please contact us at 573-471-4801 or
IF you are unable to adopt, but would like to make a donation please mail to; Sikeston Area Humane Society, PO Box 1428, Sikeston MO 63801.
Dogs are not our whole life, but they make our lives whole.
The unfortunate animals of society need YOU! SOURCE: Humane Society of the United States
Who We Are
There's a place in our community where the hungry are fed, the homeless are sheltered, and abandoned are given care. It's at Sikeston Area Humane Society, where we provide comfort and care for our community's unwanted animals. We have a great staff and would love any help you would like to offer, no matter if towels, pet food (we normally run low on puppy and adult food), toys for our 4 legged friends, cash donations, or your time which is one of the greatest gifts you can give.
Please, if interested in adopting, realize that we must approve you and as an adopter. We can email you an adoption application for you to fill out and send back.
Adopting a friend
Our adoption fee Dogs:
$130.00 fee does includes spay or neuter, parvo/distemper, de worming, heartworm test, health exam and stool check
Our adoption fee Cats:
$65.00 fee does includes spay or neuter, FVRCP, de worming, health exam and stool check.
Volunteer your time to work with the animals; make a cash donation; the shelter can always use blankets for the animals. Call or stop by to see what you can do to help. Anything would be greatly appreciated.
Pedigre Dog Food and puppy food
Pedigree Cat Food and kitten food
Wal-Mart Gift Cards
Lowes Gift Cards
Petco Gift Cards
Metal Water & Food Bowls (size LARGE PLEASE)
laundry detergent and bleach
paper towels and bathroom tissue
Leashes and collars
dog and cat toys
Flea and tick shampoo
Dog & Puppy Shampoo
Flea & Tick Spray
bedding (such as towels, rugs blankets, ect.)
Volunteers to walk and play with us
Donations are always welcome and if you would like to make a donation through one of our local veterinarians for medical treatment for our shelter animals please call and we can give you the information
Most of All We Wish For Loving Caring Lifetime HOMES!!!
Come Visit Us!
When contacting the shelter let us know you caught us at petfinder.
Q. Will sterilization harm my pet? Experts say spaying or neutering is the best way to reduce the number of animals killed in shelters, but some pet owners fear sterilization will harm their animals. Here are some answers to common concerns about the process.
Q. What happens when my pet is fixed? Female dogs and cats are spayed by removing their reproductive organs, and male dogs and cats are neutered by removing their testicles.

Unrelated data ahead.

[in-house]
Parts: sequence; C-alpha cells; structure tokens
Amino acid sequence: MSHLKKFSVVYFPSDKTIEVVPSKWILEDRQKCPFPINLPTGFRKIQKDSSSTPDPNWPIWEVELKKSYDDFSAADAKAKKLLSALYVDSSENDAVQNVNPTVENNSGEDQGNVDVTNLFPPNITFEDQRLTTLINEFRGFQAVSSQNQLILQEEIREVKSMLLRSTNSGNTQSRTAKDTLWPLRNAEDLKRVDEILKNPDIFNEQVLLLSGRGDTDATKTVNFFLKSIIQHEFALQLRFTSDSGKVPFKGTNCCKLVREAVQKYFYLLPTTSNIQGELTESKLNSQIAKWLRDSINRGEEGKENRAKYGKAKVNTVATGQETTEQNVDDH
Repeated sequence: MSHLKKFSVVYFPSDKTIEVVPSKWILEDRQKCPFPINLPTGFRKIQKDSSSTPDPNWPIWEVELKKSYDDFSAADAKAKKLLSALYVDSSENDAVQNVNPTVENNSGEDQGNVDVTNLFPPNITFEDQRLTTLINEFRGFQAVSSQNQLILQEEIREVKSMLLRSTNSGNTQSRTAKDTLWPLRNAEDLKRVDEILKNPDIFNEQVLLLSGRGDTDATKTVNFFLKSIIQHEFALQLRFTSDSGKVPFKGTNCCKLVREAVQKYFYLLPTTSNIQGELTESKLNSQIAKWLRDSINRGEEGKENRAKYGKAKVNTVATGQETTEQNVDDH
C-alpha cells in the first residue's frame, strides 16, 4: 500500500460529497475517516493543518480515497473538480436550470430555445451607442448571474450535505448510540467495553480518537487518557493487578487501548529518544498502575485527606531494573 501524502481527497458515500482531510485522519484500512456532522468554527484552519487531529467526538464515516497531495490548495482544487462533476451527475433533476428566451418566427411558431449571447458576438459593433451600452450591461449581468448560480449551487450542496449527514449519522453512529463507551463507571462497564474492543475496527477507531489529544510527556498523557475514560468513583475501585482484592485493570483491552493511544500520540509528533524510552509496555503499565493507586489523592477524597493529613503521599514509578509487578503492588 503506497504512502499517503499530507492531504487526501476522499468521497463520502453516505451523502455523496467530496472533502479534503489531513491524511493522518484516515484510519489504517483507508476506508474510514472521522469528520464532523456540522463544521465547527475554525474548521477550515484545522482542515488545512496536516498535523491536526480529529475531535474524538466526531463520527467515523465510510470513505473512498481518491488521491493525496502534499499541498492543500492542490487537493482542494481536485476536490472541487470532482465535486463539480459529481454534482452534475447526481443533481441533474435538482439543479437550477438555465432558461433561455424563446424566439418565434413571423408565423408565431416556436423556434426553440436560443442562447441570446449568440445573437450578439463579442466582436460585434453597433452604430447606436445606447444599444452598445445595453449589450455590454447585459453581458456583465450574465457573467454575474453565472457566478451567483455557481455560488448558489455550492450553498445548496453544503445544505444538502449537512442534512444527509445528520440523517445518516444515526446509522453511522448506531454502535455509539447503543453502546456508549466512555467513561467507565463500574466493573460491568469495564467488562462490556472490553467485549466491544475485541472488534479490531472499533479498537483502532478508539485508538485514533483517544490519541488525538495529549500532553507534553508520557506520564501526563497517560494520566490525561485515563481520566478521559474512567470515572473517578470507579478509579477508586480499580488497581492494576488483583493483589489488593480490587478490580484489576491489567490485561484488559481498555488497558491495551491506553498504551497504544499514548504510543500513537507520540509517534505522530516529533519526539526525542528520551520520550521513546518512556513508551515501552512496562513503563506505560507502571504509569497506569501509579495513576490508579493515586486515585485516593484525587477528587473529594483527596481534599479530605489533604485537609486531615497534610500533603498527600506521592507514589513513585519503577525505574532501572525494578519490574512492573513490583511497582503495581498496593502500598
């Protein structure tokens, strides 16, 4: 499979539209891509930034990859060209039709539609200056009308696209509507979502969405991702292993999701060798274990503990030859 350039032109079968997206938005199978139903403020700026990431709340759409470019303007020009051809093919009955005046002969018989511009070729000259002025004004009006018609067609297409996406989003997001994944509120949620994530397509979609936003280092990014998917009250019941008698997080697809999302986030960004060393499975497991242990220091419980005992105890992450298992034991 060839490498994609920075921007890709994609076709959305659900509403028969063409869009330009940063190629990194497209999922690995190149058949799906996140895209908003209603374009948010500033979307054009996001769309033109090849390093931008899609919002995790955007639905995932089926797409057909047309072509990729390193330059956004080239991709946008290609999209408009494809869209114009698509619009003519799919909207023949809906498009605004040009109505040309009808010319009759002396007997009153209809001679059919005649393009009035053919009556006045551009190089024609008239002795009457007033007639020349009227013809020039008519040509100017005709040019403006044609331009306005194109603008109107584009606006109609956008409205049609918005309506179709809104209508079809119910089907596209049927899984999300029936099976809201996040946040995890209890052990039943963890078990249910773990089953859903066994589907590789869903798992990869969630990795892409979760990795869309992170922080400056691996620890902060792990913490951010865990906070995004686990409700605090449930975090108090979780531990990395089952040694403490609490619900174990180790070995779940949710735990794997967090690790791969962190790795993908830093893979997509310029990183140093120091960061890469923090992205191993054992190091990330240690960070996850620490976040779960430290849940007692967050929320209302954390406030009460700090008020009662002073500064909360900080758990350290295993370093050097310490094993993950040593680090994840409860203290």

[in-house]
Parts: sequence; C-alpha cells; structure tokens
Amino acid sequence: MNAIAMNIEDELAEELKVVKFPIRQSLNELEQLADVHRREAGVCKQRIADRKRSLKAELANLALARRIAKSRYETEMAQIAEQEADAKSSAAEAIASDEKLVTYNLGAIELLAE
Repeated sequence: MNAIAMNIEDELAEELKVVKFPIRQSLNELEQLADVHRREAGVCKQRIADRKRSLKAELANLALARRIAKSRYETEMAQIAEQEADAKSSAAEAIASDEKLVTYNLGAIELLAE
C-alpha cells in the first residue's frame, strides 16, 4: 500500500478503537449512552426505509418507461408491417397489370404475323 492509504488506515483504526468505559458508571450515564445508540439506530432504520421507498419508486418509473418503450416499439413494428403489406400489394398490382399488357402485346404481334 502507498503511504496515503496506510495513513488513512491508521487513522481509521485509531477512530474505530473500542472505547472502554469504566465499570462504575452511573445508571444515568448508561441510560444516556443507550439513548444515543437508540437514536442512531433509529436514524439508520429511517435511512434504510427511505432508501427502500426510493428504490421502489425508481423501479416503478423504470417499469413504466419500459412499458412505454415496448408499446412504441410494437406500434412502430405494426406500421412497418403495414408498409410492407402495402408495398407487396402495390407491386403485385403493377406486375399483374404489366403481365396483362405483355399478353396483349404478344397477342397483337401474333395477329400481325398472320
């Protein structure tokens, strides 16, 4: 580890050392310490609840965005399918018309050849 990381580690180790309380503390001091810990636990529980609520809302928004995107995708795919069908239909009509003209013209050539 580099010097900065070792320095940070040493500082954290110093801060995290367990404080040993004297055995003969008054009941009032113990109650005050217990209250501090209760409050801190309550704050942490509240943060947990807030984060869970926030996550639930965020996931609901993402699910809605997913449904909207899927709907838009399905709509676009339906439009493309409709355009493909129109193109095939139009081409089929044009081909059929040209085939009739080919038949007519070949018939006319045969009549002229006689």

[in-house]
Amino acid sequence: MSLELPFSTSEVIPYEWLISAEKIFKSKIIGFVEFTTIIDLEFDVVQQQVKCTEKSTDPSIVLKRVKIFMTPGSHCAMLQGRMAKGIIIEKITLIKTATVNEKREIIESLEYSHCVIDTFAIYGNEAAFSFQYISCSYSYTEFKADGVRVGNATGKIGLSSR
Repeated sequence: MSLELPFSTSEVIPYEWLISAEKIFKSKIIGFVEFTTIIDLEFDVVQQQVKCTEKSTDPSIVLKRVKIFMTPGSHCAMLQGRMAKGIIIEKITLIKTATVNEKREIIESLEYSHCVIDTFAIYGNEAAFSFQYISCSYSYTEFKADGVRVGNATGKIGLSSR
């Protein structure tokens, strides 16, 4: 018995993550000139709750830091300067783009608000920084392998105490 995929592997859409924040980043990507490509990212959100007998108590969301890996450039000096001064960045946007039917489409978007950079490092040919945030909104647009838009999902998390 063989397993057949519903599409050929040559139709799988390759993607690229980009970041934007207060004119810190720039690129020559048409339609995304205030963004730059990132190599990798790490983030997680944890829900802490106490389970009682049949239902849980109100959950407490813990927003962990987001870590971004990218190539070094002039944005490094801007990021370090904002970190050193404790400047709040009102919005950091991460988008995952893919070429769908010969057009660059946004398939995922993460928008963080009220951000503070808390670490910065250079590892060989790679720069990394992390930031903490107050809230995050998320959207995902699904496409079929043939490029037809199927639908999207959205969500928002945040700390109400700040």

Q. Will the procedure hurt my pet?
The operations are performed while the pet in under anestesia. Depending on its age size and health, the animal will need to stay at a veterinarian's office for a few hours or a few days. Your pet may be sore and need stitches removed after a few days, but it causes no long-term discomfort.
Q. At what age can a pet be sterilized?
Many veterinarians sterilize dogs and cats as young as 8 weeks old.
Q. What are the benefits of spaying or neutering?
Pets that have been fixed tend to live longer and don't suffer certain health problems, such as uterine or ovarian cancer in females and testicular cancer or prostate disease in males. Those illnesses can be difficult and expensive to treat.
Q. How does sterilization affect my animal's behavior?
It makes dogs and cats less likely to bite, mam or fight, and neutered males less likely to spray and mark territory. Unspayed females go into heat two or three times a year, often for more than a week, making them cry, exhbit nervous behavior and unwanted males.
Q. How does spaying and neutering help decrease the number of animals killed at shelters?
Many animals taken to shelters or captured by animal control are unwanted offspring of household pets. A single female dog that gives birth to two litters of puppies a year can produce more than 80 million descendants within a decade if her offspring reproduce at the same rate.
Q. Does it make my pet fat and lazy? Veterinarians say no. Pets get fat and lazy from overfeeding and lack of exercise.
Q. Isn't it better for my female dog to have one litter first?
No. Medical evidence shows that females spayed before their first hat are typically healthier.
Q. Does it make my dog less protective of my house?
No. Spaying or neutering does not affect a dog's natural instinct to protect it home and family.
Q. What if I want my pet to reproduce so I can have another puppy or kitten and find homes for the rest of the litter? Animal welfare advocates say ther's no guarantee a new animal will share your pet's personality. Often, people have trouble finding good homes for all of the offspring of their pet, and some eventually wind up euthanized.